Architecture students win museum façade design competition

Peter Elsbeck, Cristina Greavu and Eric Rang, all graduate students in architecture in the Sam Fox School of Design & Visual Arts, won an international competition to create a sculptural façade for El Museo Cultural de Santa Fe in New Mexico.

Detail from the
Detail from the “Shifting Lines” competition board by architecture graduate students Peter Elsbeck, Cristina Greavu and Eric Rang. The winning design for a Santa Fe, N.M., cultural center façade consists of strips of fabric mounted on metal frames and will be unveiled at a ceremony today.

The group’s winning design was selected from more than 100 entries submitted by architects, artists and designers representing 10 countries. The team will receive a $5,000 first-place cash award.

El Museo Cultural — a center for Hispanic culture and learning now celebrating its 10th anniversary — is housed in a recently rehabbed, 32,000-square-foot former liquor warehouse. Competition entries were judged on creativity and their ability to transform the building’s existing industrial façade into a focal point for Santa Fe’s emerging Railyard Arts District.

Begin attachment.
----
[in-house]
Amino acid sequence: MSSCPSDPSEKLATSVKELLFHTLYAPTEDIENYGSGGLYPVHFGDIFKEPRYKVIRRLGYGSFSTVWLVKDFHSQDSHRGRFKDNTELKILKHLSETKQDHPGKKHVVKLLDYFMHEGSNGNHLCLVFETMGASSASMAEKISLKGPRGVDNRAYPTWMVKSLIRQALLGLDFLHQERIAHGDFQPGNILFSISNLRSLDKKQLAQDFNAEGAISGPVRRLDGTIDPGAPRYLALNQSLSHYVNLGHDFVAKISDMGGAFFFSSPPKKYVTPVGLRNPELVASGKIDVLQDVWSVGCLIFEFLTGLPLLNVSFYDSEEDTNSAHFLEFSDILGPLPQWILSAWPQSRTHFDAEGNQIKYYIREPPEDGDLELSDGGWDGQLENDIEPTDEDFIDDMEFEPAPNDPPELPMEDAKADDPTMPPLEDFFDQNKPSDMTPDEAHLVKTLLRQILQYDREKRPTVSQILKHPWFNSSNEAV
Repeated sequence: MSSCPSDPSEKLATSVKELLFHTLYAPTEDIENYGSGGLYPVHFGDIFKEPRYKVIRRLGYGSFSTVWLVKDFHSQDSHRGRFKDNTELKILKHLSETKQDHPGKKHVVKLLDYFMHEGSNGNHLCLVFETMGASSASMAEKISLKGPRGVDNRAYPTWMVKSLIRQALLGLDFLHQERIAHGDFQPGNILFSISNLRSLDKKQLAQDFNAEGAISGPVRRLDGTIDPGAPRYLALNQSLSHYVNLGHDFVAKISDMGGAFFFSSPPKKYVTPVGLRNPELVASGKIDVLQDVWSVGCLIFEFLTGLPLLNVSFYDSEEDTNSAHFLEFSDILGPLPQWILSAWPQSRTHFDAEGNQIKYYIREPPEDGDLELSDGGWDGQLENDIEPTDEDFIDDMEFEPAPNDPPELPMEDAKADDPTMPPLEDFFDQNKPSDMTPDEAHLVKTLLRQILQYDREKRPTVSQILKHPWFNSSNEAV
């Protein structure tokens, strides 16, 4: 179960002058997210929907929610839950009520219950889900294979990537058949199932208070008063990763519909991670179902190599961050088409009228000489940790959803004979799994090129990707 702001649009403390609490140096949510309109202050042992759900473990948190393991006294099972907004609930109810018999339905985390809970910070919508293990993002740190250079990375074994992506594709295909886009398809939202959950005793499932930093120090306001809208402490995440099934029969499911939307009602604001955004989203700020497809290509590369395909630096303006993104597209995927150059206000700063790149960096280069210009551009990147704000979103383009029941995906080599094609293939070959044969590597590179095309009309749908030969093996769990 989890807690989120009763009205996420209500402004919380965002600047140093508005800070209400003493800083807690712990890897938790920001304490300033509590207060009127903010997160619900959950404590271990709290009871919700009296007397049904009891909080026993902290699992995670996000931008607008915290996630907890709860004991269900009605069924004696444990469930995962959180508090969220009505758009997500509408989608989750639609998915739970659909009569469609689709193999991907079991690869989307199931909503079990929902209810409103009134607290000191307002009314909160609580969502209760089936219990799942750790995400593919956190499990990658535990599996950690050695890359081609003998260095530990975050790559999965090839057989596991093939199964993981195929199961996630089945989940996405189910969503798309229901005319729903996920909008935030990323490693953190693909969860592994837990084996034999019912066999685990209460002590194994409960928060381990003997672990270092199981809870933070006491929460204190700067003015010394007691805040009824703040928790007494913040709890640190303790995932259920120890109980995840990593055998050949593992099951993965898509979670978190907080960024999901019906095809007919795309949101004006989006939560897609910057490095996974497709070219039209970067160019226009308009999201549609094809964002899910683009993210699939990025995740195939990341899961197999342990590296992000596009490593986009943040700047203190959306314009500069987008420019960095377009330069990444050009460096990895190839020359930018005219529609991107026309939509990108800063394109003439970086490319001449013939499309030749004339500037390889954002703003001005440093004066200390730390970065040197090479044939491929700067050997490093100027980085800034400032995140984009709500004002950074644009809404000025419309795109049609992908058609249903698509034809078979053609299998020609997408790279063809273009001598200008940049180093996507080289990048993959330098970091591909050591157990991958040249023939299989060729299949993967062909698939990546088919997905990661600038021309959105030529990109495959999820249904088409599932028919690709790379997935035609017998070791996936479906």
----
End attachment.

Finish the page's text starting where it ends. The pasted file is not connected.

“This is another great opportunity for art and architecture to come together in our city, which is known worldwide for both,” noted Carolyn Eason, competition committee chairperson for ART Santa Fe Presents Inc., a not-for-profit organization that sponsored the competition.

The winning proposal, titled “Shifting Lines,” consists of semi-translucent strips of white architectural fabric arranged in a rhythmic, undulating pattern along the building’s eastern side. During the day, these 10-inch-wide strips — which are mounted on a series of 95 metal frames anchored to the roofline and the concrete sidewalk — will create ever-changing configurations of shadows on the building’s corrugated steel cladding. At night, they will be subtly lit by a curving bank of low-intensity lamps.

“By capitalizing on the strong light of the Southwest and the repeating rhythm of the existing wall corrugation, the addition encourages a more three-dimensional, engaging experience,” the designers noted in their artists’ statement. “The material choice gives the viewer not only a visual experience, but also one of touch and hearing. The fabric softens the effect of the harsh metal surface, while even a mild wind can create a pleasant rippling sound.”

A public unveiling ceremony for the finished façade — which has a construction budget of about $30,000 — is being held today. In addition, the top three entries will be on display in El Museo’s exposition hall during the biennial art fair ART Santa Fe 2007 July 12-15.